“They are really working desperately to change the words that are used here,” he said. “They don’t want to use cloning anymore. They just want to use the name of the procedure—somatic nuclear cell transfer. They don’t want to call it embryonic stem cell, either, because that points to the very reality that it’s a human embryo. And they’ve cast me as a religious zealot.
“Anytime anyone stands on principle, they believe it is a result of religious extremism. It’s sad that that’s where our society has gone now. What they want to say is basically no non-religious person would ever hold this view. They think if they can cast it as a religious view, that somehow by definition it’s not reasonable.”
Rep. Brian Baker, R-Belton and minister of education, students and missions for First Baptist Church, Belton, is willing to stand with Bartle as a so-called religious fanatic on this issue.
“I just don’t think that blood money from conceived life is the way to build our economy,” Baker said. “There are other ways to do this. It’s very political, and if money is what drives everybody, then I think that we’ve chosen our God and they’ve chosen theirs.
“I think Jeremiah 1 is very clear: I knew you before you were formed in the womb, and therefore you have life. It is to be treated with respect, and to kill a life or to create life and to destroy it for the benefit of another life is abortion. It’s murder, and it’s wrong.”
Bartle, Baker and Rep. Jim Lembke, R-Mehlville, all note that they favor ethical research laws and are not, as opponents charge, “anti-research” or somehow against biotechnology.
“We will continue to support research that has its moral foundation in the Hippocratic Oath,” said Lembke, a senior elder in the Reformed Episcopalian church who is also calling for a comprehensive ban on cloning.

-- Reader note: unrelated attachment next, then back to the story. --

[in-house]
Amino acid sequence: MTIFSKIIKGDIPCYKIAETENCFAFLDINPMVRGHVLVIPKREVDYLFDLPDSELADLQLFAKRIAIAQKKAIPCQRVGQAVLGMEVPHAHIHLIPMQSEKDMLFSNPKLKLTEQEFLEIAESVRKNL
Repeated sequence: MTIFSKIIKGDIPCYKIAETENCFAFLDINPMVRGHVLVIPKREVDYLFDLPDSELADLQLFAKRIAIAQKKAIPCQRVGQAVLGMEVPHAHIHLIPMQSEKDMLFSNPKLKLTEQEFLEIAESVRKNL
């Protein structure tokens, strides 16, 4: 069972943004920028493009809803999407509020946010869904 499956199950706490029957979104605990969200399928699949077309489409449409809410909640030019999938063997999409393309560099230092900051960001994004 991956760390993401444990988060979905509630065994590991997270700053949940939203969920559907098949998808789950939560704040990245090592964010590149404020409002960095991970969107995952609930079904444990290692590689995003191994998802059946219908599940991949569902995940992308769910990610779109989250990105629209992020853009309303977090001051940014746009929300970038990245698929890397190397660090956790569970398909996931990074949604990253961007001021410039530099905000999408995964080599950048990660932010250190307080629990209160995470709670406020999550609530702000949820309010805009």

Lembke noted that even experts at Washington University differ on what is acceptable. One may favor “science without boundaries” while another may favor a more limited approach. Bartle points out that five states – Arkansas, Iowa, Michigan, North Dakota and South Dakota – have banned human cloning, and “Michigan tends to be a more progressive state.” Missouri ought to seriously consider joining this group, the senator said.
“Many are inclined toward our view but are frightened by taking on such powerful interests,” Bartle said.
For example, The Stowers Institute in Kansas City has said it will halt plans to build a second campus in Missouri if a ban on all human embryo research is passed. Bartle said he is undeterred.
“I think and I hope that the people of the state of Missouri would expect of those that they elect not to be intimidated by threats,” he said. “I’ve always believed that one of the keys to being a good legislator is not clinging too dearly to this position. I’ve found that if you come down to Jeff City and with every decision you make you evaluate whether this will either promote or hurt you in the next election, you’re not going to be very effective. I’ve determined whether I have a long political life or a short one, I have to do what I think is the right thing.
“There are a lot of other things I want to do with my life, and if this is the end of the road for me, then I’ll just go do something else, but I’m not going to back away from the fight because somebody threatens to take away my job.”
Why has Bartle taken on this fight? The answer is really quite simple.
“This is the new frontier for the pro-life movement,” he said.